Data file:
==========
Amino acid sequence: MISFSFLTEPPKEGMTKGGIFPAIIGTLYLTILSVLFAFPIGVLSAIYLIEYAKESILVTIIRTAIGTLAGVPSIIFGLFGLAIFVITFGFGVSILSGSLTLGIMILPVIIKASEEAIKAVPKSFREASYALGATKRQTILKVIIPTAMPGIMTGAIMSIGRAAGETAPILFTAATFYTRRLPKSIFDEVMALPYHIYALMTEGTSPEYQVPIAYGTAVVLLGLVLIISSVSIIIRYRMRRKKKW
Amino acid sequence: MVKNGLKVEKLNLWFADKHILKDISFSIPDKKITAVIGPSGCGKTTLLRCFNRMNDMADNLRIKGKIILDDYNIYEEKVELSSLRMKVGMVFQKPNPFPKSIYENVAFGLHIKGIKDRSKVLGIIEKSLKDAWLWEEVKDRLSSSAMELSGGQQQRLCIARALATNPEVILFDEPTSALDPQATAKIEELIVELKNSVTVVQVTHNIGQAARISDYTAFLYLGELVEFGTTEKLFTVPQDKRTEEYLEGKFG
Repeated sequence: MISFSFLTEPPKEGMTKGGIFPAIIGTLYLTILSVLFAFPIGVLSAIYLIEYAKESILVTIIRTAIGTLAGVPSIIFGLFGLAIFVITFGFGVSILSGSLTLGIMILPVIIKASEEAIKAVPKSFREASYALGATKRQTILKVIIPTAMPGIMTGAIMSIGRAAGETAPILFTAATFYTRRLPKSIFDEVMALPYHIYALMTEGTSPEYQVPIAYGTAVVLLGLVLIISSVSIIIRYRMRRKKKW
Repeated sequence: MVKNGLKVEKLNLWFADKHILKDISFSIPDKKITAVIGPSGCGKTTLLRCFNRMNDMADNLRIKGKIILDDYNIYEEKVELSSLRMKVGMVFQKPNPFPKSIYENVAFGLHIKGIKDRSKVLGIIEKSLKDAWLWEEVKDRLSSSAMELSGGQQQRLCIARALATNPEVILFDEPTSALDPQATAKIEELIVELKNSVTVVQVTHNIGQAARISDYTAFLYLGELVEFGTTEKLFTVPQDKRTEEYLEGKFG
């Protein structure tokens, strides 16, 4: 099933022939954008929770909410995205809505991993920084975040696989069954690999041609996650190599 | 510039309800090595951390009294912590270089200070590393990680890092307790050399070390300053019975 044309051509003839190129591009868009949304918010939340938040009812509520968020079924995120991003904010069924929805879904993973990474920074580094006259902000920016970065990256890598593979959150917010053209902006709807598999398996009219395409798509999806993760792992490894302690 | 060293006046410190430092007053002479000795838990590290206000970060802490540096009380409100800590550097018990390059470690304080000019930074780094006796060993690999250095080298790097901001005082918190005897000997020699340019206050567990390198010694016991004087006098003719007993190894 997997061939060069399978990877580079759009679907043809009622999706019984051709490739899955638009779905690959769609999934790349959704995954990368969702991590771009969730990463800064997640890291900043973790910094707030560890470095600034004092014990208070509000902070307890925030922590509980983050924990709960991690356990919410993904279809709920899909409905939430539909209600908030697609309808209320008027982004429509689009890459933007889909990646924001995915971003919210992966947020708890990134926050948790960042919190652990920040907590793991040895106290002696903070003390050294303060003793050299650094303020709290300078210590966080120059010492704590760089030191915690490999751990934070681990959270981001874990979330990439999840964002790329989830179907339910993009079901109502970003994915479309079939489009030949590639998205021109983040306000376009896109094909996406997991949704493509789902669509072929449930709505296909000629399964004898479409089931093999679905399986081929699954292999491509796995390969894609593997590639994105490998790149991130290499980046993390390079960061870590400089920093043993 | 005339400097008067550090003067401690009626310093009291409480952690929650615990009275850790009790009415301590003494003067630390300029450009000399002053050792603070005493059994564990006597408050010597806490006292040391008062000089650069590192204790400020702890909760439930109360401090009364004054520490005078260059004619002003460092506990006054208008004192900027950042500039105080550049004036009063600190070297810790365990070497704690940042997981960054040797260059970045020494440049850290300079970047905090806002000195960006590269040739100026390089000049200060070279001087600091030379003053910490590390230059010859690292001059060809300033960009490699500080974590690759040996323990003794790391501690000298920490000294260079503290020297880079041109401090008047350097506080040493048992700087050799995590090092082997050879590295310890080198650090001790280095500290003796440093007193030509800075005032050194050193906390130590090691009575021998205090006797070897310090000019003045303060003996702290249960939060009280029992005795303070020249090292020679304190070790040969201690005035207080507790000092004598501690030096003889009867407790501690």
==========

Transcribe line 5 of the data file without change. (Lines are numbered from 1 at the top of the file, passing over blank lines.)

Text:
């Protein structure tokens, strides 16, 4: 099933022939954008929770909410995205809505991993920084975040696989069954690999041609996650190599 | 510039309800090595951390009294912590270089200070590393990680890092307790050399070390300053019975 044309051509003839190129591009868009949304918010939340938040009812509520968020079924995120991003904010069924929805879904993973990474920074580094006259902000920016970065990256890598593979959150917010053209902006709807598999398996009219395409798509999806993760792992490894302690 | 060293006046410190430092007053002479000795838990590290206000970060802490540096009380409100800590550097018990390059470690304080000019930074780094006796060993690999250095080298790097901001005082918190005897000997020699340019206050567990390198010694016991004087006098003719007993190894 997997061939060069399978990877580079759009679907043809009622999706019984051709490739899955638009779905690959769609999934790349959704995954990368969702991590771009969730990463800064997640890291900043973790910094707030560890470095600034004092014990208070509000902070307890925030922590509980983050924990709960991690356990919410993904279809709920899909409905939430539909209600908030697609309808209320008027982004429509689009890459933007889909990646924001995915971003919210992966947020708890990134926050948790960042919190652990920040907590793991040895106290002696903070003390050294303060003793050299650094303020709290300078210590966080120059010492704590760089030191915690490999751990934070681990959270981001874990979330990439999840964002790329989830179907339910993009079901109502970003994915479309079939489009030949590639998205021109983040306000376009896109094909996406997991949704493509789902669509072929449930709505296909000629399964004898479409089931093999679905399986081929699954292999491509796995390969894609593997590639994105490998790149991130290499980046993390390079960061870590400089920093043993 | 005339400097008067550090003067401690009626310093009291409480952690929650615990009275850790009790009415301590003494003067630390300029450009000399002053050792603070005493059994564990006597408050010597806490006292040391008062000089650069590192204790400020702890909760439930109360401090009364004054520490005078260059004619002003460092506990006054208008004192900027950042500039105080550049004036009063600190070297810790365990070497704690940042997981960054040797260059970045020494440049850290300079970047905090806002000195960006590269040739100026390089000049200060070279001087600091030379003053910490590390230059010859690292001059060809300033960009490699500080974590690759040996323990003794790391501690000298920490000294260079503290020297880079041109401090008047350097506080040493048992700087050799995590090092082997050879590295310890080198650090001790280095500290003796440093007193030509800075005032050194050193906390130590090691009575021998205090006797070897310090000019003045303060003996702290249960939060009280029992005795303070020249090292020679304190070790040969201690005035207080507790000092004598501690030096003889009867407790501690």